Pregnancy is a time when women are expected to make changes to their health in order to benefit their unborn child. The list of “risky behaviours” has increased significantly over the past 50 years, and expectant mothers are now advised to cut out alcohol, cigarettes and a range of foods, among other things. After their baby is born, women are reminded of the superiority of breast milk over formula – and can feel guilty whichever they choose.
However, we have found that women aren’t left alone in their pre and postnatal health endeavours: friends, family and even strangers are all also policing their behaviour, focusing on anything thought to be risky to the baby’s health.
For our recently published study, we spoke to six mothers, with babies aged two years and under, and their own mothers (the grandmothers) to tell us their experiences of infant feeding. Most reported that as soon as they were pregnant, they were asked about how they were going to be feeding their baby by acquaintances, friends and family. Everybody who asked appeared to have an opinion on what the “right” choice should be.
Though some questioners acted with good intentions, some of the mums did report more intrusive and judgemental experiences. One mother explained that while pregnant she went for an afternoon tea with her mum. The waiter refused to serve them the full tea service, and instead provided them with cheese and pickle sandwiches. The waiter did not ask the expectant mum if there was anything that she was not “allowed” to eat by her health visitor, or anything she might be choosing to avoid, but instead spoke to the chef and decided what would be best to protect the foetus.
This ever present low level surveillance and policing continued when the babies were born too, this time focusing on feeding. In general, the mothers said that pressure from health professionals was less than from other sources.
Unhelpful and sometimes incorrect feeding advice came from a broad range of sources. We heard that friends would push women to feed their babies differently, and eventually the mums withdrew from these friendships to stop the flow of advice. Family and friends also judged women for how they fed their baby, criticising for breastfeeding frequently (a normal behaviour in young babies) and judging when the mum went out and drank alcohol while breastfeeding – regardless of any precautions she had taken to prioritise her baby’s health.
Most surprisingly, pressure continued to come from strangers. Mothers were questioned about what milk was being fed to babies from bottles in public. A stigma also existed around the preparation of formula: one mum reported hiding the powder under the table so as not to be seen.
Two of our respondents continued to breastfeed beyond the early weeks, but neither felt fully free in doing so. One said that she aimed to take expressed breast milk with her whenever she went out, as she felt that feeding directly from the breast may be misconstrued as a sexual act. She described that it was as if people were watching her pole dance. When it was not possible to use expressed breastmilk, the mother used a large shawl to cover the baby and her torso. The second mother did not feel the same need to cover her baby with a shawl, but nonetheless had attempted to cover as much of her own body as possible when feeding.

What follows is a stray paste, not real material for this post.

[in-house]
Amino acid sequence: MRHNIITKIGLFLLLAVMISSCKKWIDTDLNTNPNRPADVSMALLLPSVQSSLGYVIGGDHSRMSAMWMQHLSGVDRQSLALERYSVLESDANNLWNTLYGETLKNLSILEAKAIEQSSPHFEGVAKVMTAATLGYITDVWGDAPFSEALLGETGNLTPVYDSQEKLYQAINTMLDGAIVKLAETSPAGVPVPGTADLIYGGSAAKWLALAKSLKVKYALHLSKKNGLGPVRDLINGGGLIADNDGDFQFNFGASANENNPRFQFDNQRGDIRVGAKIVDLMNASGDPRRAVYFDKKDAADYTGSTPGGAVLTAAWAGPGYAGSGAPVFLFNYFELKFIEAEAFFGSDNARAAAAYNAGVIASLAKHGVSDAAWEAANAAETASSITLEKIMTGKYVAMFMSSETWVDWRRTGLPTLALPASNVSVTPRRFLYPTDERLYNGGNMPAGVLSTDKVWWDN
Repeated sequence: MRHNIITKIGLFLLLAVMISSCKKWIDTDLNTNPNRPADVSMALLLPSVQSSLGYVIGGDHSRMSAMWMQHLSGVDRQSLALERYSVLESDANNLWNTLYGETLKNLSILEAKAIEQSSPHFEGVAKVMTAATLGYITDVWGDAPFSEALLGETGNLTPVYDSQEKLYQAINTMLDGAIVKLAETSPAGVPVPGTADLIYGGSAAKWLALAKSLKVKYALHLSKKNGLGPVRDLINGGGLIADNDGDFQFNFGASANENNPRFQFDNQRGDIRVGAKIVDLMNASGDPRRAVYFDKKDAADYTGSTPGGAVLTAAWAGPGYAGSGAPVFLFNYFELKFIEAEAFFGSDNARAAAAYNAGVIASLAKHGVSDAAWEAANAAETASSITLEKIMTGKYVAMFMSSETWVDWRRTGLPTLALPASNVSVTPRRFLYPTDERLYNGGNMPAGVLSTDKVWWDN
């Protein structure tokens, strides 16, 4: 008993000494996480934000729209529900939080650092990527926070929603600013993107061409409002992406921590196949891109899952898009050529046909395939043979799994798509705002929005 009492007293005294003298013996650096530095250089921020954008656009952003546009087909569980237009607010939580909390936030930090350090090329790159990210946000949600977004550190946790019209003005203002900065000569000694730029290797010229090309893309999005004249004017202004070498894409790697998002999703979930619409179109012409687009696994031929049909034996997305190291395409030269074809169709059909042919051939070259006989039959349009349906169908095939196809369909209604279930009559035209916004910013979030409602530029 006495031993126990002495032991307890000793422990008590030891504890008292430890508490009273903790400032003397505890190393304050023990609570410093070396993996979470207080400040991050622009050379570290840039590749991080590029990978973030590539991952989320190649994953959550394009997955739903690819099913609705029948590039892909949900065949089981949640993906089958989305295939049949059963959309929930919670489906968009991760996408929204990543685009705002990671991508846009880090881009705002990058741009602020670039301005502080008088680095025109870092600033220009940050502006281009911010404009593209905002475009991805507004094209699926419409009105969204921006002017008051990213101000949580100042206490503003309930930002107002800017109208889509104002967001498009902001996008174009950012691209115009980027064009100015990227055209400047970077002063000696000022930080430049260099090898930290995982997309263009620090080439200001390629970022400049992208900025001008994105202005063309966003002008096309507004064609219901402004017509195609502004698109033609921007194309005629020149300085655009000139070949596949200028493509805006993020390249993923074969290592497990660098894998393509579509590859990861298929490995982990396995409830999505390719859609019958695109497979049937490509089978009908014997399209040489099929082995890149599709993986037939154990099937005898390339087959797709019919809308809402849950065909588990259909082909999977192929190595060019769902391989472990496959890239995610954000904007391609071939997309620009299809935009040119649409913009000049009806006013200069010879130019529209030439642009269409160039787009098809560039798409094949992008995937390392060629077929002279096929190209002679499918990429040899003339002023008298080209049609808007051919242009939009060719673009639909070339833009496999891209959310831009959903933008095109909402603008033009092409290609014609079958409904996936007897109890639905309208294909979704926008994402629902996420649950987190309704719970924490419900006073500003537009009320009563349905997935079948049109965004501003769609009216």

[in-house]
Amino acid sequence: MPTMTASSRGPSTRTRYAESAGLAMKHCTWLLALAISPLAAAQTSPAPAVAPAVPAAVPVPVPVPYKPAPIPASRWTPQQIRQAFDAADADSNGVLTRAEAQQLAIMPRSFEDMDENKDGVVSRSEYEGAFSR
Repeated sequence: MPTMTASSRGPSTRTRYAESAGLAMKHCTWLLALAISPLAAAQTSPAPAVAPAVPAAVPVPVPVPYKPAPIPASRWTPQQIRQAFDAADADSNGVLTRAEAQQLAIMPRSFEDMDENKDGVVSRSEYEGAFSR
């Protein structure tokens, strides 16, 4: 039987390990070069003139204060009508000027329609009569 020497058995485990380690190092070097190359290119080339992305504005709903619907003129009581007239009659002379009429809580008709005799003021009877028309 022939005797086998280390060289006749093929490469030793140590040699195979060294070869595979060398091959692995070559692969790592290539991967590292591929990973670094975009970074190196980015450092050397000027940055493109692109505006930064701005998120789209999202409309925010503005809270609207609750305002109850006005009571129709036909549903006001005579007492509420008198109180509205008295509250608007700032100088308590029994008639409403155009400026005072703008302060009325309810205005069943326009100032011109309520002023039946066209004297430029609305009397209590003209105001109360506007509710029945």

Speaking to these mother’s own mothers, we found that their experience was quite different from their daughters. The grandmothers didn’t have the questions and pressures that their daughters had, and felt that this had made motherhood a less challenging time for them.
Policing women’s bodies
When women are subjected to this kind of regulation, it can have negative impacts on their self-esteem and make them behave in ways that are overly self-aware and self-conscious. This has a particular impact on how they choose to feed their babies, and also on new mothers’ feelings about going outside their home.
If new mothers are to be able to leave the house and breastfeed their babies, it is important that they feel able to do so in public. In the UK, breastfeeding mothers are protected by the Equality Act 2010, which insists that businesses facilitate breastfeeding, allow women to breastfeed on their premises, and even protect them from other customers’ requests that they stop. Though it may not be currently widely enforced, it becomes a totally useless protection if women feel that they will be subjected to intrusive comments and suggestions, and so will choose not to breastfeed away from home.
New motherhood is exhausting and finding the time to express breastmilk to use in public adds a further time-consuming task to their days. As such, the policing of new mother’s behaviour in public is likely to contribute to the UK’s low rates of breastfeeding.
The best advice to take is that if you see a woman you don’t know, who is pregnant or has a baby with her, think carefully before asking questions about infant feeding. Your enquiries could be making a difficult situation worse.
Aimee Grant receives funding from the National Institute for Health Research, the Wellcome Trust ISSF Public Health Scheme and the Welsh Crucible Small Grant Scheme. She has also undertaken paid consultancy for Public Health Wales NHS Trust, where she previously held the role of Senior Health Promotion Practitioner. She is affiliated with the Action on Smoking and Health (ASH) Wales Cymru research committee, where she previously held the role of Research and Policy Officer.